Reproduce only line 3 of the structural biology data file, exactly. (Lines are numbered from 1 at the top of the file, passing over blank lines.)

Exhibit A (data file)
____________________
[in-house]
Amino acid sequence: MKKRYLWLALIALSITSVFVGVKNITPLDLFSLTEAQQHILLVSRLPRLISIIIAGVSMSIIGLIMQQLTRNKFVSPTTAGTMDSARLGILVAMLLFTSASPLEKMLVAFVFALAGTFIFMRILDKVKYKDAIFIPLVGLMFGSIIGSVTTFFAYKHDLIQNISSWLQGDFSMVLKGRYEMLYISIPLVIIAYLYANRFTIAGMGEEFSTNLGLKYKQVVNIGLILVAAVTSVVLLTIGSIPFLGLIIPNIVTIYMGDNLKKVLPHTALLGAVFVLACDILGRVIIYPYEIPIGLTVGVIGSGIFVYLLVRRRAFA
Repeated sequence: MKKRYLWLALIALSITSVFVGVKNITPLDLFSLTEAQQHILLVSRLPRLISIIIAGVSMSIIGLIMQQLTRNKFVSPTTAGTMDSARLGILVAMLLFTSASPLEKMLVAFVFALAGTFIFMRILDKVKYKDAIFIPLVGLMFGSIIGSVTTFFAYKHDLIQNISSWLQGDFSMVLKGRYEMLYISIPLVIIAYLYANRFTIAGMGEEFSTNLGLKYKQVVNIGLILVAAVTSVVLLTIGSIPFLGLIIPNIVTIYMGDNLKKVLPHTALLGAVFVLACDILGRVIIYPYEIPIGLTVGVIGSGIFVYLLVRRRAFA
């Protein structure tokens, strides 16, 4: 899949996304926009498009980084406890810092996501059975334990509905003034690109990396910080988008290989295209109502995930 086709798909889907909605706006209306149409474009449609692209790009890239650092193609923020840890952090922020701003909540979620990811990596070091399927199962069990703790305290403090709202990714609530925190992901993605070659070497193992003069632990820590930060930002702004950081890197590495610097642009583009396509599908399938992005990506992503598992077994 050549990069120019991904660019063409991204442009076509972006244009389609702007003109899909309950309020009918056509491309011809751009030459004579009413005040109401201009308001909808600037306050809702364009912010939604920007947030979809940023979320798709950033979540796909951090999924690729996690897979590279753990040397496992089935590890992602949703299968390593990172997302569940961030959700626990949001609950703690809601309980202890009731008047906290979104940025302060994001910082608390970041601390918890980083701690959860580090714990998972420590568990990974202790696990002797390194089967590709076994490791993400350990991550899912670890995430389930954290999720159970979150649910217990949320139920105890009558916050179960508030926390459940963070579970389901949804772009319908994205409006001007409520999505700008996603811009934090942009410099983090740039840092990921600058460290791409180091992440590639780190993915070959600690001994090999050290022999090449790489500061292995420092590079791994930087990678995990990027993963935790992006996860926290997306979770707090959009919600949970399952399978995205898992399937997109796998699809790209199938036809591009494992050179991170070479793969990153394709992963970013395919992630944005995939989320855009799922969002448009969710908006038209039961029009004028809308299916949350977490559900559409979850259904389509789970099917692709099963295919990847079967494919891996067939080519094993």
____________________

Repeated sequence: MKKRYLWLALIALSITSVFVGVKNITPLDLFSLTEAQQHILLVSRLPRLISIIIAGVSMSIIGLIMQQLTRNKFVSPTTAGTMDSARLGILVAMLLFTSASPLEKMLVAFVFALAGTFIFMRILDKVKYKDAIFIPLVGLMFGSIIGSVTTFFAYKHDLIQNISSWLQGDFSMVLKGRYEMLYISIPLVIIAYLYANRFTIAGMGEEFSTNLGLKYKQVVNIGLILVAAVTSVVLLTIGSIPFLGLIIPNIVTIYMGDNLKKVLPHTALLGAVFVLACDILGRVIIYPYEIPIGLTVGVIGSGIFVYLLVRRRAFA